The idea for the conference came about last year when we realized that genetics research is likely to affect the work we do as environmentalists and as people of color. It seems important that environmental justice activists have at least a working understanding of the state and nature of research in the field of genetics, and that we have some forum for expressing ethical and social concerns. Now the conference will have to wait until some time in March.

11 a.m.: My phone rings. “I need help,” says a woman who identifies herself as the parent of a child in a public elementary school located a few blocks from the World Trade Center site. She tells me that although the school remains closed, there is talk of sending the children back in a few weeks. She is concerned because independent tests conducted by a contractor near the school have found high levels of asbestos (2 to 3 percent) in dust — still more data to add to the environmental puzzle emerging from the WTC disaster. I know the U.S. EPA has been monitoring air and dust for asbestos, and reassuring the public that the levels it has found are safe. There are also on-going clean-up efforts, including 10 giant HEPA (High Efficiency Particulate Air) filter vacuum trucks that have been brought in to clean up sidewalks and streets in the vicinity.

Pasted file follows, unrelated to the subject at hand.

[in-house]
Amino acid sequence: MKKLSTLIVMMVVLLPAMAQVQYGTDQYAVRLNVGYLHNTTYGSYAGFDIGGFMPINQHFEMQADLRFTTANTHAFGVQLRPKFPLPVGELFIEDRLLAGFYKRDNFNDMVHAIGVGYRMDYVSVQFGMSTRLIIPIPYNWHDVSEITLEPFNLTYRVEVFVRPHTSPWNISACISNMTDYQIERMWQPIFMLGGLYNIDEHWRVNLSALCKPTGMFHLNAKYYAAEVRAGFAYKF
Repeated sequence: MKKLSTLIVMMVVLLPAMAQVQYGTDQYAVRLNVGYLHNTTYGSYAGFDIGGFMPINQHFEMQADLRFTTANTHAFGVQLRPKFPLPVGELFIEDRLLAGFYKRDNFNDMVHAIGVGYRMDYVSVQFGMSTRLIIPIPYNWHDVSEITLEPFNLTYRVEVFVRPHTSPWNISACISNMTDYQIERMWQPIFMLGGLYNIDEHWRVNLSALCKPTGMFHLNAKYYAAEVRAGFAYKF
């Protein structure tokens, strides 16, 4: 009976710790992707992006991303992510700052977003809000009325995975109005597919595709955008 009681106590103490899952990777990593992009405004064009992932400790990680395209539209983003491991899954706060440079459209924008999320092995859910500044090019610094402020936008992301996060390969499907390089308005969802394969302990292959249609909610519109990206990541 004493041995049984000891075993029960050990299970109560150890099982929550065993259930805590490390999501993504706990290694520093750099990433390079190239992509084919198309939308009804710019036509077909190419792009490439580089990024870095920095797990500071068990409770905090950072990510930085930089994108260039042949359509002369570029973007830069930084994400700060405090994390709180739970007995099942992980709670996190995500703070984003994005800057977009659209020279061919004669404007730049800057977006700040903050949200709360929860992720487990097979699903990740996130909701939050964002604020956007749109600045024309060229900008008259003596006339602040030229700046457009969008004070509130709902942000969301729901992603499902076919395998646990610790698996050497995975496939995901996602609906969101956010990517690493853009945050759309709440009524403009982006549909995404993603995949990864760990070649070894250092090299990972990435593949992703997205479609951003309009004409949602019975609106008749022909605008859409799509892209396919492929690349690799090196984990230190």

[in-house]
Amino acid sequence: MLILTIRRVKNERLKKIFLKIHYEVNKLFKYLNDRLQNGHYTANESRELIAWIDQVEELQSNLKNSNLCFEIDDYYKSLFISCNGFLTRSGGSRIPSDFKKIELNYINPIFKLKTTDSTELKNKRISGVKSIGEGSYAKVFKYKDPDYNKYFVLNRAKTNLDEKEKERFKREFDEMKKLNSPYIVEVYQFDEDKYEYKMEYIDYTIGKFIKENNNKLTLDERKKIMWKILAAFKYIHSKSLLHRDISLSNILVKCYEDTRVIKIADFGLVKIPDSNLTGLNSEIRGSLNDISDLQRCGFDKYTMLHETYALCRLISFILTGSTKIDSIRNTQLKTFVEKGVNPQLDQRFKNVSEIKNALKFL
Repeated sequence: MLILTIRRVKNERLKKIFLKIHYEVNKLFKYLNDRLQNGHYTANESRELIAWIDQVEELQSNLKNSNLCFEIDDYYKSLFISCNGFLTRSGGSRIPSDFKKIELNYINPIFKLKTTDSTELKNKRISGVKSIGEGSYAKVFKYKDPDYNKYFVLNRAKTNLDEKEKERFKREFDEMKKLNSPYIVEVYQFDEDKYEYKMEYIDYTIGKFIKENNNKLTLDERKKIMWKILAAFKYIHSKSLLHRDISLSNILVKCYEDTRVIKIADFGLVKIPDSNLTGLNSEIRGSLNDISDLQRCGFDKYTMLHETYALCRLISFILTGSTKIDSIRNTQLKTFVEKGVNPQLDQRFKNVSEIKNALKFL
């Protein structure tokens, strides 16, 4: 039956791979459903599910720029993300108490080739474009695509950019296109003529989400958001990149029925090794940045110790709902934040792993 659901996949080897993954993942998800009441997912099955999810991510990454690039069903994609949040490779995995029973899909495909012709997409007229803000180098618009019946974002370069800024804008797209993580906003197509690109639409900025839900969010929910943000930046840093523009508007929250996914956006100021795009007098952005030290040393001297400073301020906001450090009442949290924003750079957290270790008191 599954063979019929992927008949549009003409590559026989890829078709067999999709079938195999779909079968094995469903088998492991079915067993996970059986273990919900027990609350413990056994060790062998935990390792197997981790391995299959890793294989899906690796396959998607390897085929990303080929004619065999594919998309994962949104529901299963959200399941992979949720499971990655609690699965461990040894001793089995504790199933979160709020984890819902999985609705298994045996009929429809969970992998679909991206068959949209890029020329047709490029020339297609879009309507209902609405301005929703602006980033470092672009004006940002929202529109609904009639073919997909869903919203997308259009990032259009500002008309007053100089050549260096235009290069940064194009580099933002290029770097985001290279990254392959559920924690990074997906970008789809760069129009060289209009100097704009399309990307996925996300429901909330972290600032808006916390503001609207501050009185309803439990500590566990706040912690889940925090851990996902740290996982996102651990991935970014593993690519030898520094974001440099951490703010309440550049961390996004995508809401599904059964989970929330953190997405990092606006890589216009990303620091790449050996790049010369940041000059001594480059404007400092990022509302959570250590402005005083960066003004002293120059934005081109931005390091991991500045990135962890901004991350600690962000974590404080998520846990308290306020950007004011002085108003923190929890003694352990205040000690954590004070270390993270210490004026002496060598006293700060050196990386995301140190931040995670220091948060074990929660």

Yet this is not the first concerned person who has called me to ask if I know “what’s really going on.” I wish I knew more about what is really going on. EPA samples taken shortly after the disaster showed elevated levels of dioxin, lead, and chromium in the air. The results of more recent samples are not yet available. I’ve heard that environmental scientists from nearby universities have taken their own samples, but I know nothing of their results. In the frantic rush first to deal with the acute crisis and now to clean up the site, environmental health concerns were placed on the back burner. However, as New Yorkers attempt to return to “life as normal,” these concerns are starting to emerge. There is unmistakably something in the air still; when you walk around the downtown blocks nearest to the site (as I did over the weekend), you still catch the smell of burning metal and rubber. The questions to be answered are: Exactly what is in the air and in the dust that continues to settle to the ground, and how much of it is there? I feel challenged to find my place in assessing and evaluating actual public health risks from my community base three miles away in Harlem.

Meanwhile, the concerned mother on the phone is waiting for a response from me. She doesn’t want her child sent back to the school in a few weeks if there is still a health threat, and asks if we can help her organize to ensure that the school is truly safe enough for the children to return. I share with her what I know about EPA’s cleanup efforts and monitoring information, take her number and tell her I’ll get back to her. It is going to require some time and phone calls to track down and try to make sense of all the existing monitoring data and find out exactly what the long-term cleanup plans are for this area.